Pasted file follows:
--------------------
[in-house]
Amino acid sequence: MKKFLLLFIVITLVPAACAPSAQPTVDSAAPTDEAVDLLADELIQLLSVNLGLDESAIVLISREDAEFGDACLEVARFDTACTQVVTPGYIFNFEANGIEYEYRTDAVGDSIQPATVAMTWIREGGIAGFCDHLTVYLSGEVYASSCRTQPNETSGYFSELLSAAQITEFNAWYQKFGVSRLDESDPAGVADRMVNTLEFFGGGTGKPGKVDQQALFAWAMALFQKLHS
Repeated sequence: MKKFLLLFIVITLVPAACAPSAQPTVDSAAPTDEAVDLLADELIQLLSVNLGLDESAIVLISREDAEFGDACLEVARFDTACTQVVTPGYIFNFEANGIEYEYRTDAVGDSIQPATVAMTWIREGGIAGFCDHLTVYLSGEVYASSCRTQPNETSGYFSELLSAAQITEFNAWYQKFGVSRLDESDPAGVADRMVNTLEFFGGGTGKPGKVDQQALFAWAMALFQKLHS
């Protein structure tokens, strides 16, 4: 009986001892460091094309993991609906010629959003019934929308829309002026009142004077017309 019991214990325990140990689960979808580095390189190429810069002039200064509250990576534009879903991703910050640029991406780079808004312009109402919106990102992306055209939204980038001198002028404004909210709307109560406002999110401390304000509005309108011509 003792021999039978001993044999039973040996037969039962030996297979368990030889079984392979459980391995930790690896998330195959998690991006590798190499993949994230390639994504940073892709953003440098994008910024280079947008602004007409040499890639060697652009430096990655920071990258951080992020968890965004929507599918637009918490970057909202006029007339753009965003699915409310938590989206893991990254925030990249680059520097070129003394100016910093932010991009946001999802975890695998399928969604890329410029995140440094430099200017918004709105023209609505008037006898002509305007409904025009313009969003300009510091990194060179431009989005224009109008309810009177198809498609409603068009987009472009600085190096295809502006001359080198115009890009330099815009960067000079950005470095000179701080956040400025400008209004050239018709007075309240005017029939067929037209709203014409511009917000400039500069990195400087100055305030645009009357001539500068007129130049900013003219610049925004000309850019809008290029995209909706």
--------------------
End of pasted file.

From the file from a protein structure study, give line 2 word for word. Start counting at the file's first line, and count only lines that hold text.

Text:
Amino acid sequence: MKKFLLLFIVITLVPAACAPSAQPTVDSAAPTDEAVDLLADELIQLLSVNLGLDESAIVLISREDAEFGDACLEVARFDTACTQVVTPGYIFNFEANGIEYEYRTDAVGDSIQPATVAMTWIREGGIAGFCDHLTVYLSGEVYASSCRTQPNETSGYFSELLSAAQITEFNAWYQKFGVSRLDESDPAGVADRMVNTLEFFGGGTGKPGKVDQQALFAWAMALFQKLHS